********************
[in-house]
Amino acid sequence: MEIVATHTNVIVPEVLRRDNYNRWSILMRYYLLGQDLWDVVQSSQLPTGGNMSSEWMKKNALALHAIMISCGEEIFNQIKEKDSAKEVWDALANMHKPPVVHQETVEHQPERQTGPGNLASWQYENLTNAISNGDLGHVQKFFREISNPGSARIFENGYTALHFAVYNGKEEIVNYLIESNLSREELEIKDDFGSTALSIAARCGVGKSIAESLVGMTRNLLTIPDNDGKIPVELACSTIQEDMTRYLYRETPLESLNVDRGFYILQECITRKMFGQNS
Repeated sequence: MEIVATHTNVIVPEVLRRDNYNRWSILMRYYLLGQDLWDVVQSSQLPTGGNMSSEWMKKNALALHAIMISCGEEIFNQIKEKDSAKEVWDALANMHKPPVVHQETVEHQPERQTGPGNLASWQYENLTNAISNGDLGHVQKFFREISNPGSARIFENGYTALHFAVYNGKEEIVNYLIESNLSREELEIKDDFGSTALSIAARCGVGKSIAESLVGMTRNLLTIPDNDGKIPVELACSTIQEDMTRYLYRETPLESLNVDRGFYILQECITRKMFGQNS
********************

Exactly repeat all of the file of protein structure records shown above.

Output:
[in-house]
Amino acid sequence: MEIVATHTNVIVPEVLRRDNYNRWSILMRYYLLGQDLWDVVQSSQLPTGGNMSSEWMKKNALALHAIMISCGEEIFNQIKEKDSAKEVWDALANMHKPPVVHQETVEHQPERQTGPGNLASWQYENLTNAISNGDLGHVQKFFREISNPGSARIFENGYTALHFAVYNGKEEIVNYLIESNLSREELEIKDDFGSTALSIAARCGVGKSIAESLVGMTRNLLTIPDNDGKIPVELACSTIQEDMTRYLYRETPLESLNVDRGFYILQECITRKMFGQNS
Repeated sequence: MEIVATHTNVIVPEVLRRDNYNRWSILMRYYLLGQDLWDVVQSSQLPTGGNMSSEWMKKNALALHAIMISCGEEIFNQIKEKDSAKEVWDALANMHKPPVVHQETVEHQPERQTGPGNLASWQYENLTNAISNGDLGHVQKFFREISNPGSARIFENGYTALHFAVYNGKEEIVNYLIESNLSREELEIKDDFGSTALSIAARCGVGKSIAESLVGMTRNLLTIPDNDGKIPVELACSTIQEDMTRYLYRETPLESLNVDRGFYILQECITRKMFGQNS